Over 40 years ago, the investigation of a case of fatal HDN in the third child of Madame Nou, a native of Ivory Coast, revealed that Madame Nou's RBCs had an unusual phenotype in the Rh blood group system denoted DIVa(C)-/DIVa(C)-. Initially, her RBCs were shown to express a partial D, a weak form of C, and Goa (RH30) [Salmon, et al., Rev Franc Transf 1969;12:239]. Later her RBCs were shown to also express RH33, Riv (RH45), and FPTT (RH50) [Bizot, et al., Transfusion 1988;28:342; Delehanty, et al., Transfusion 1983;23:410, abstract]. R0Har and CeVA phenotypes are encoded by hybrid RHCE-D(5)-CE alleles (respectively, c+ and C+) and the RBCs express RH33 and FPTT antigens but not Goa or Riv [Noizat-Pirenne, et al. Transfusion 2002;42:627]. RHD*DIVa.2 encodes a partial D and the Goa antigen and frequently travels with RHCE*ce(1025T) (RHCE*ceTI) (Vege, et al., Transfusion 2007;47:159A). The purpose of this study was to determine the molecular basis associated with the rare DIVa(C)- complex.
Blood samples were obtained from three donors previously identified as having the DIVa(C)- haplotype. Molecular analyses were performed by standard methods and included AS-PCR, PCR-RFLP, genomic sequencing of specific exons, and cloning and direct sequencing of cDNA.
At the RHD locus all donors were heterozygous for RHD and RHD*DIVa.2 and at the RHCE locus all had a compound hybrid allele, which contains exons 2 and 3 from RHD*DIVa.2 (based on RHD*186G/T, RHD*410C/T, RHD*455A/C), and exon 5 from RHD. The altered RHCE is presumed to be in cis to RHD*DIVa.2. In all three probands RHCE*48 in exon 1 is G/C; presumably the G belonging to the in trans RHCE and the nt48C to the hybrid allele, and this assumption favors exon 1 of the hybrid being from RHCE. Thus, the RHCE allele is likely RHCE*CE-DIVa.2(2,3)-CE-D(5)-CE. The in trans allele in Proband 1 is RH*cE, in Proband 2 it is RHCE*ce 254C, 733G, and in Proband 3 it is RHCE*ce.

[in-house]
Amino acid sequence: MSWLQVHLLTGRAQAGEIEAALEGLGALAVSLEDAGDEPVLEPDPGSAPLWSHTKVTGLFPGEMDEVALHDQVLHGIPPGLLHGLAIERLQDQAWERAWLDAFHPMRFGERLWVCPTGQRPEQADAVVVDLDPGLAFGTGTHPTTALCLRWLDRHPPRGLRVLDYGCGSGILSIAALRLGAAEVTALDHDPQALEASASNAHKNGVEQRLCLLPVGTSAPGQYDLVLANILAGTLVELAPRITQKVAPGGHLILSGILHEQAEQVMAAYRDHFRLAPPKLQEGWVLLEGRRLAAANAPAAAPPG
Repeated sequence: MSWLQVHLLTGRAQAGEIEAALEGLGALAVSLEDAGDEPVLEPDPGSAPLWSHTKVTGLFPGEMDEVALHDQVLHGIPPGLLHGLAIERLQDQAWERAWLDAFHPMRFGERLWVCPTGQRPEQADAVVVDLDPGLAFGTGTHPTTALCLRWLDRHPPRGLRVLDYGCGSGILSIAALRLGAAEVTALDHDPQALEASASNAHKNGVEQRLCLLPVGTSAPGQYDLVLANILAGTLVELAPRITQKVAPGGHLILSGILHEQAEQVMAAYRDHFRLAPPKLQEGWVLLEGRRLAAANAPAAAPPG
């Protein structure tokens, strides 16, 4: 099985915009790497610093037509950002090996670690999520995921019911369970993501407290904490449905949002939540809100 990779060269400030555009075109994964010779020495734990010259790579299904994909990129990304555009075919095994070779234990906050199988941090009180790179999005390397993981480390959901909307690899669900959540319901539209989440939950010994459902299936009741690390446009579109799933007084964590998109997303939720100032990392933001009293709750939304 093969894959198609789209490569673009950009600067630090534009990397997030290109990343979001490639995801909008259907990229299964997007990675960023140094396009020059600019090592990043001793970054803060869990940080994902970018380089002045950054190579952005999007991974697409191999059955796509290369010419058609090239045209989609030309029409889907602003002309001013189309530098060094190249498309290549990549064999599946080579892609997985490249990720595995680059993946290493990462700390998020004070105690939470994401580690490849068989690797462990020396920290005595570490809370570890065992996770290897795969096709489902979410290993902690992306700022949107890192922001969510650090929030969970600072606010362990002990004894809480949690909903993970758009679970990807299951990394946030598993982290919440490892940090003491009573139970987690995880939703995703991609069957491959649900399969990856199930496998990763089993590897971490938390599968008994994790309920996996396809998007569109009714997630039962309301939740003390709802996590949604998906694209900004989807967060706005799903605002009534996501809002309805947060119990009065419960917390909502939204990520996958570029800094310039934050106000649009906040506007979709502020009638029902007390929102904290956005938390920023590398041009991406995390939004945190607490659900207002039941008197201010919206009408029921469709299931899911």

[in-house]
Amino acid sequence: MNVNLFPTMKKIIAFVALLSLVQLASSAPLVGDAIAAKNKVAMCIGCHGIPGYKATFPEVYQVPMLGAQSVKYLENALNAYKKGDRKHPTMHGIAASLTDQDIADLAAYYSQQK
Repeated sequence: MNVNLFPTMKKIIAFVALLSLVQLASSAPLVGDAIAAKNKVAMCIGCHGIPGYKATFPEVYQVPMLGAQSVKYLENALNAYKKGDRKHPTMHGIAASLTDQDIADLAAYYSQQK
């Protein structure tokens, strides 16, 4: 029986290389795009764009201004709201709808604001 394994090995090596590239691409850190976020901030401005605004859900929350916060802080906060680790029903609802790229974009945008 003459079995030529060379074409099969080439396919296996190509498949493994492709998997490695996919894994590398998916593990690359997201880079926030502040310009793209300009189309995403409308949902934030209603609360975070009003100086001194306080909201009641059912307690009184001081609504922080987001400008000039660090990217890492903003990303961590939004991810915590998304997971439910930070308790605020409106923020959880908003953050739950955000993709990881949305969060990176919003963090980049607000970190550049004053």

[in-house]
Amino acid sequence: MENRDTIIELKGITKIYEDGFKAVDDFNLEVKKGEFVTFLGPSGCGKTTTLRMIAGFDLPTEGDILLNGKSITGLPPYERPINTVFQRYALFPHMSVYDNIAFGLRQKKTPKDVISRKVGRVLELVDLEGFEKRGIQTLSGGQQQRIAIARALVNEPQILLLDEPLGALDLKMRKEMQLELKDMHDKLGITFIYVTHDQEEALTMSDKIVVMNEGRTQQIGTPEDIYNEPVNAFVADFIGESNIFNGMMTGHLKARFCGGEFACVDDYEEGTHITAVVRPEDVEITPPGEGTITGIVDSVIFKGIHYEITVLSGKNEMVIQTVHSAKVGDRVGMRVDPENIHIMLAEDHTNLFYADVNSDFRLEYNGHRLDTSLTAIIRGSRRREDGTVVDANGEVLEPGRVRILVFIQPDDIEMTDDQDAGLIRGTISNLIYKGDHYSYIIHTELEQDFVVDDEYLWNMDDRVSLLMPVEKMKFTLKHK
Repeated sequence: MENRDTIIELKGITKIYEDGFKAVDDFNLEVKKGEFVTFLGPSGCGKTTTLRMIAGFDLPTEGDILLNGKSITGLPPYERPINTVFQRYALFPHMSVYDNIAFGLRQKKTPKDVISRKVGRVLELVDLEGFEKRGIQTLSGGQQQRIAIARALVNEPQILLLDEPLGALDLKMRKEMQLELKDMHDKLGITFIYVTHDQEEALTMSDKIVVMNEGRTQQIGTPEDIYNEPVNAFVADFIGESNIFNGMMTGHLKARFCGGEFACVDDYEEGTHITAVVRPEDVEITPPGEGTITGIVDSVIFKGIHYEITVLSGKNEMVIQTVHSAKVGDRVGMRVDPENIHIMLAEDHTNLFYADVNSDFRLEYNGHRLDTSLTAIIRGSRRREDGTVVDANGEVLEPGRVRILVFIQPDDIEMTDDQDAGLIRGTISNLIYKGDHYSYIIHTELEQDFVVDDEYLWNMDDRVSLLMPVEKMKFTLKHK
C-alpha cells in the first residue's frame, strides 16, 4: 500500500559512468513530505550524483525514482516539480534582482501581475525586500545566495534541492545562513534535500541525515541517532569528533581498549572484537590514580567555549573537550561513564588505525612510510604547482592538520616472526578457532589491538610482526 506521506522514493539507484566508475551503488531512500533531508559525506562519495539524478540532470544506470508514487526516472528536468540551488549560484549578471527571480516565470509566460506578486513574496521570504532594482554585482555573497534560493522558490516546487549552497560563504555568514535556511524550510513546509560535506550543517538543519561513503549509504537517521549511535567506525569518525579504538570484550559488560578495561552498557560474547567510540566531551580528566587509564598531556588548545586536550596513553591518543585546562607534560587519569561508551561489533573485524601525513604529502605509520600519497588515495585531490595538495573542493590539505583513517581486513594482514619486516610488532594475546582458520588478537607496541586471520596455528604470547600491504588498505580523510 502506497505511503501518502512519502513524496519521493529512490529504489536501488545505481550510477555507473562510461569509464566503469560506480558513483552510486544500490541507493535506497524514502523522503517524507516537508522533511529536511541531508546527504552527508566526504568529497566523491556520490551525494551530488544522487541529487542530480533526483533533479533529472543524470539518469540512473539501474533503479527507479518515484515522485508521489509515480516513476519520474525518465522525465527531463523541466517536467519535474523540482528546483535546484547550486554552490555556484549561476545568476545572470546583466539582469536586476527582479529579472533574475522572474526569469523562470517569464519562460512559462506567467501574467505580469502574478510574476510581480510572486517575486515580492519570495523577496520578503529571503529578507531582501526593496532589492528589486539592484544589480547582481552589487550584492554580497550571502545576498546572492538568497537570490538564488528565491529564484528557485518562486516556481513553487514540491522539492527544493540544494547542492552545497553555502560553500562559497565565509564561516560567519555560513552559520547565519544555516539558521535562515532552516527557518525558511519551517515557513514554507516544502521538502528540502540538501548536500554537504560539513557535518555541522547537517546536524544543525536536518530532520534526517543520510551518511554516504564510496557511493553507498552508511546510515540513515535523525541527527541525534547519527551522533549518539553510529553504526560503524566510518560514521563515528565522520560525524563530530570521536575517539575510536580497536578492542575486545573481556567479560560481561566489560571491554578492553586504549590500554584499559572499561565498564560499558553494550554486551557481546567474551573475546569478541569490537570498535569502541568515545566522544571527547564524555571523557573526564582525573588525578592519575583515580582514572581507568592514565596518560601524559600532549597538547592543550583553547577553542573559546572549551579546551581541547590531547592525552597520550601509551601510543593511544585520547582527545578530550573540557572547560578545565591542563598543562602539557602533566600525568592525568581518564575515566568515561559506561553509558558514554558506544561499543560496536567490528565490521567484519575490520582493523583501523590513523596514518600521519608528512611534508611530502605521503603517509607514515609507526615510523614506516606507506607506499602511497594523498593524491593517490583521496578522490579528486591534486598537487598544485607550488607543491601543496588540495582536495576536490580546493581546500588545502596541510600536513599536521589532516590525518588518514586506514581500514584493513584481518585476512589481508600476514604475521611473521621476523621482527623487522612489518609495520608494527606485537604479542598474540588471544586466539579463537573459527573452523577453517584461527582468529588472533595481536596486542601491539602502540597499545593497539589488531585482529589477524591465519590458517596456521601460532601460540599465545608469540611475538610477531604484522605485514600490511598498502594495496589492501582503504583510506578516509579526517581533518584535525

The compound hybrid provides an explanation for the expression of the four low prevalence antigens on RBCs with the DIVa(C)- phenotype. RHD*DIVa.2 encodes the Goa antigen. The flanking of RHD exon 5 by RHCE exons in the compound hybrid likely results in RH33 and FPTT antigen expression because R0Har and CeVA RBCs express these two antigens. It is possible that the junction of RHD exon 3 to RHCE exon 4 is involved in the expression of Riv. The weak C expression could be a consequence of exons 2 and 3 from RHD*DIVa.2 in the compound hybrid because exon 2 of the wild type RHD is identical in sequence to exon 2 of RHCE*C. The three probands in our study had RHCE nt1025C/C (wild type) and thus, are not RHCE*ce(1025T). This is the first report of RHD*DIVa.2 being involved in a hybrid gene at the RHCE locus. Such a hybrid is not unprecedented in that RHD*DIIIa is involved in the RHD*DIIIa-CE(4-7)-D hybrid [(C)ceS type 1 in the r’S haplotype] As only one example of anti-Riv has been described, our findings provide a tool by which to predict the expression of Riv.
No relevant conflicts of interest to declare.
Asterisk with author names denotes non-ASH members.